Whether it’s a man and two women, or a woman and two men, the love triangle has been Hollywood’s bread and butter for decades. 1940 was all about this, as evidenced by two highly similar movies that came out within months of each other – the Cary Grant starring My Favorite Wife, and today’s film, Too Many Husbands. I reviewed My Favorite Wife last January and you can read it here. Though I did enjoy My Favorite Wife, Too Many Husbands edges it out as the victor between the two with a wittier script by Claude Binyon and a trifecta of equally hysterical performances from Fred MacMurray, Jean Arthur, and Melvyn Douglas.
After the death of her husband, Vicky Lowndes (Arthur) has married her husband’s business associate, Henry (Douglas). But when Vicky’s husband, Bill (MacMurray), is discovered to be very much alive, complications ensue as Vicky is forced to decide which man she should stay with.
Too Many Husbands lacks the star power of a Cary Grant, but makes up for it with a hilarious and fast-paced script by Claude Binyon (who also wrote the script for Holiday Inn, but I won’t hold that against him). The actors work perfectly with the script, and I had to stop myself from writing down quotes – a mark of a well-written script. Each actor is well-versed in comedy which is necessary to create the tension and the laughs and all the reactions are authentic. Interestingly, you’d expect the stuffy Henry to be the straight man, but that position goes to character actor Harry Davenport as Vicky’s father. He sits back and watches the hijinks unfold, answering questions in a blustery, deadpan style. When Henry and Bill reunite and Bill discovers his former partner is now married (not realizing Henry is married to Bill’s wife) its comedic gold elevated by Davenport; Henry: “I’m married.” Bill: “Who’s the girl? Someone I know?” Father: “Very well.” Honestly, none of the actors here are bad and all coalesce into demonstrating how an ensemble cast should work. Where Grant was the put-upon straight man, his new wife (played by Gail Patrick) was cool and obviously wrong for him, and Irene Dunne was the irresponsible but loving wife, Too Many Husbands exposes each character’s neuroses; they’re all fully formed characters with zany characteristics, and all with the same intent: to find love.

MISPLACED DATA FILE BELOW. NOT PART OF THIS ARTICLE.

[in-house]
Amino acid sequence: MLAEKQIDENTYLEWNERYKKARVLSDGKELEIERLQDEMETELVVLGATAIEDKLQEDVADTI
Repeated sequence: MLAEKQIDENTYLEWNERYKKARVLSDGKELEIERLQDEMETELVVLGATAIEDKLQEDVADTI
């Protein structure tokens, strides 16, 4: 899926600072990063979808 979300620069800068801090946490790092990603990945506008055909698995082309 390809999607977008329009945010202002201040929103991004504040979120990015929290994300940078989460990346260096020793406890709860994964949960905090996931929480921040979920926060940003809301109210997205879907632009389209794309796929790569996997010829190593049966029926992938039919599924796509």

The character interactions are what sets this apart from My Favorite Wife. Too often in that film events felt like set pieces in order to satisfy the list of elements that should take place. Here, scenes happen in a few key locations, leaving the characters to verbally spar against each other. From the minute the film opens, the jealousy between Bill and Henry is established. It’s a credit to Melvyn Douglas’ acting that you never hate him for one second. The movie opens with him having what his partner once had, namely Bill’s wife, and yet Henry can’t get away from the image of the great Bill Cardew, going so far as to rip up a picture of the man. It would be simple to place Henry in the vein of uptight workaholic, and while he is, you can’t help but fall in love with his game of one-upping Bill. I haven’t watched any of Douglas’ past performances, but he is hilarious in every scene; at times he overshadows Arthur and MacMurray. When Henry hears that Bill is alive he stamps his foot and passes out, a reaction you’d expect from a girl as opposed to a grown man. Despite both men wanting to test their strength and virility to force Vicky’s hand, they end up relegating themselves into babies.
I rag on MacMurray a lot, mainly because of how despicable he is in The Apartment, but I couldn’t help falling in love with his character. His hangdog expression when he’s hoping to garner Vicky’s sympathy is sweet and ersatz, and he’s the master of the guilt trip: “This is what I dreamed about when I starved on berries and fish!” He lays it on thick with every character, especially Henry; Henry: “I’m only three years older than you!” Bill: “Those are the years that count!” He’s given the tightest connection to Arthur and you can witness the two of them playing off each other. Arthur isn’t playing the career woman as she did in other films; instead she is the woman struggling – and relishing – the male attention of her new husband and formerly dead husband. When she lays eyes on Bill for the first time in years, Henry is astounded that his wife isn’t hiding how happy she is to see Bill. Arthur becomes the mistress of stage business, continually doing something for one husband, only to slyly backtrack when another husband catches her. It’s actually pretty empowering watching Vicky bask in the adoration of two men, men who could have taken her for granted but are now fighting tooth and claw for her attention. Of course, as she struggles to decide which man to stay with she turns them into better men for her.
The only issue I have with Too Many Husbands is the lack of resolution because all three characters are good and worthy of Vicky. I may fault My Favorite Wife for defining its characters into “good” and “bad,” but at least it forces characters into closure. The end of Too Many Husbands has Vicky making a choice, but all three end up together in the final scene with Bill and Henry continuing to squabble. Where’s the resolution? It’s a funny sequence to end on, but for all the set-up the payoff disappears. I’m nitpicking because the ending doesn’t sink the entire movie, but it does dampen everything we’ve watched. In the end, I enjoyed Too Many Husbands in a way completely different from My Favorite Wife. I recommend watching this first and then following it up with My Favorite Wife.
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